In our always-on, interconnected world, one of the hardest things to find is a place to unwind. “Our brains and our bodies would like us to take things a lot slower,” says Victoria Ward, author of “The Bucket List: Places to Find Peace and Quiet” (Rizzoli, $35). She says far-flung spiritual spots and nature preserves are ideal places for escape. “They offer a retreat, a little respite from the crazy chaos of the world.” The meditation teacher and cognitive hypnotherapist shares some favored hideaways with Larry Bleiberg for USA TODAY.
Hoh Rain Forest, Olympic National Park, Washington
A tiny stone in this wilderness area marks a spot an acoustic ecologist once designated as the quietest place in the nation. “You’ll hear insects buzzing, the birds in the trees and sounds of nature, but it’s the place you go to and feel the least touched by humanity,” Ward says. nps.gov/olym
Empty Quarter, Oman
Lawrence of Arabia once wandered this corner of the Middle East, which Ward calls the world’s largest sea of sand. “It’s nothing but dunes for miles and miles.” Visitors come for camel treks and to spend the night in the desert in Bedouin camps. Perhaps it’s fitting that the region has been featured in “Star Wars” films and other movies, she says. “You can believe you’re on another planet completely.” experienceoman.om
Neversink Pit, Fackler, Alabama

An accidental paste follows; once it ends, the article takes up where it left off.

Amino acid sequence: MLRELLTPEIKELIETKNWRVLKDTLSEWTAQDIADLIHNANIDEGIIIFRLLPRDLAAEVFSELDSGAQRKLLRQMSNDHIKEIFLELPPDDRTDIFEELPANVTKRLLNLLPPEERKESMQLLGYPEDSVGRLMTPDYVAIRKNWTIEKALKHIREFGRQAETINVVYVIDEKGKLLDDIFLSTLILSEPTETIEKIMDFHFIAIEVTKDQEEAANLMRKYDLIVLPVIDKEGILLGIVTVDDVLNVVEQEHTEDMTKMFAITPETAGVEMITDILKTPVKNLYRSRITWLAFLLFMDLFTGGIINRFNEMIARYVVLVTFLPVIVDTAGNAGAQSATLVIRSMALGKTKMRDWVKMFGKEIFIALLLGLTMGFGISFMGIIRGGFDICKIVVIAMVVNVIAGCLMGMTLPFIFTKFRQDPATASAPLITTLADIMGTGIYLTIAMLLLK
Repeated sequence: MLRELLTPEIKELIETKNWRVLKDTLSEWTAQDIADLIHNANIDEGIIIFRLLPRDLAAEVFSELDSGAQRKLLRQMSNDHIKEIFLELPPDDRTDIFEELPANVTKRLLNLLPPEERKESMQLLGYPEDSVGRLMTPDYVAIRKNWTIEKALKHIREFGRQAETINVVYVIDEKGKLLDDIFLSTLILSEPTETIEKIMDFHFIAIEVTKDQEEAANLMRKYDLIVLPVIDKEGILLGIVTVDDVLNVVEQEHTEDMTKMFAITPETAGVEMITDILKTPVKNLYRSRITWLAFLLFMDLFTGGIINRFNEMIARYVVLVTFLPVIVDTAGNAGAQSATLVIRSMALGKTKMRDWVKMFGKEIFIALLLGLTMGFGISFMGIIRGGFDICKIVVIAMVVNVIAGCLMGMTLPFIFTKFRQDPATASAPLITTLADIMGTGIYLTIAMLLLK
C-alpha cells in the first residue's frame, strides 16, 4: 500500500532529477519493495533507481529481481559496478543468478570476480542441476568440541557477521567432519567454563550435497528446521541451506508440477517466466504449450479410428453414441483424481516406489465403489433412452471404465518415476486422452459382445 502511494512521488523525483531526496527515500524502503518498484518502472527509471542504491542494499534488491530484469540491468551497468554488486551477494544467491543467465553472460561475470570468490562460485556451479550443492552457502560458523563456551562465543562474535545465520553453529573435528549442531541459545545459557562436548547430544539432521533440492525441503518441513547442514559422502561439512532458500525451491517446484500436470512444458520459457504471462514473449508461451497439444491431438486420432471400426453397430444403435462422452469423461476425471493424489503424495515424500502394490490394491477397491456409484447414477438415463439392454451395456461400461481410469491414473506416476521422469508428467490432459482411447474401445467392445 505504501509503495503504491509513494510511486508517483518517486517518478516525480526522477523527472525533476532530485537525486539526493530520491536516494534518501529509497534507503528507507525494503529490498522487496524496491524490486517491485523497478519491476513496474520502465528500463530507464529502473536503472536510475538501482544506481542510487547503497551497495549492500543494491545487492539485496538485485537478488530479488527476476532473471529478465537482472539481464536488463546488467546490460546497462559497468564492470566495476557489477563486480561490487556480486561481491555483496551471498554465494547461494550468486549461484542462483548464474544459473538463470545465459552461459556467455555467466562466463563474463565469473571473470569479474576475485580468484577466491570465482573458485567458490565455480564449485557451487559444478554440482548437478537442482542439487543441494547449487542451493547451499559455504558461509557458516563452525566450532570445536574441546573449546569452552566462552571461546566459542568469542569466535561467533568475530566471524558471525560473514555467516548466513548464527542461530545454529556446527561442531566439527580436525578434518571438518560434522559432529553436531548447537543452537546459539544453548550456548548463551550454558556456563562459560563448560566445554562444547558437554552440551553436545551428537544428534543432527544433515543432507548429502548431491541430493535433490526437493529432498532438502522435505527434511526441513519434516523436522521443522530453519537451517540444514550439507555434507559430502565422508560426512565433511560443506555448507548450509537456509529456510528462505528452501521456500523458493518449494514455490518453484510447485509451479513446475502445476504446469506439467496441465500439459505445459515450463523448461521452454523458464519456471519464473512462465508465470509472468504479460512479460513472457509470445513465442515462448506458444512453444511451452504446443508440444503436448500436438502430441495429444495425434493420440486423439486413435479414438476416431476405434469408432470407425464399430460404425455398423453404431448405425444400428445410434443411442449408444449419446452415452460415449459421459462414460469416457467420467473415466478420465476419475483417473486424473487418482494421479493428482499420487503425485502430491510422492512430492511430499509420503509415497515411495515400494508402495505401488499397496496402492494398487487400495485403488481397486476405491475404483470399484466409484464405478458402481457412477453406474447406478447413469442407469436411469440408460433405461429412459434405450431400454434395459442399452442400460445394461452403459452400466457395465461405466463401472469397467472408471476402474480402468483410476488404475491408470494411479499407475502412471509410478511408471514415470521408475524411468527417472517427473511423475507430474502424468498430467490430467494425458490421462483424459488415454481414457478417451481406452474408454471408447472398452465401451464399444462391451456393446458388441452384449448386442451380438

You must be a seasoned vertical caver and have a permit to explore this 162-foot sinkhole in northern Alabama. But those that reach the bottom of the fern-fringed shaft say the experience is unmatched. “It’s about just sitting and taking a moment … to reconnect to an almost primeval sense of nature,” Ward says. Even nonclimbers can find escape on the hike to the remote, mountainous site. scci.org
Easter Island, Chile
Ward understands the appeal of this remote island, best known for its mysterious, towering statues of heads known as moai. She spent two years living there as a volunteer teaching English. “I just fell in love with the place.” One of her favorite spots was the top of Mount Terevaka. “You see all around you an endless horizon of sea.” chile.travel
Fred W. Symmes Chapel, Cleveland, South Carolina
This open-air YMCA camp chapel looks out at the Blue Ridge Mountains near Caesars Head State Park. It’s a popular wedding venue, but is open to visitors based on the camp and chapel schedule. Ward says it’s worth making the trip to the spot, which is also called Pretty Place. “It doesn’t matter what your faith is. It’s a place for reflection and quiet contemplation.” campgreenville.org
Click here to read more.
SOURCE: USA Today, Larry Bleiberg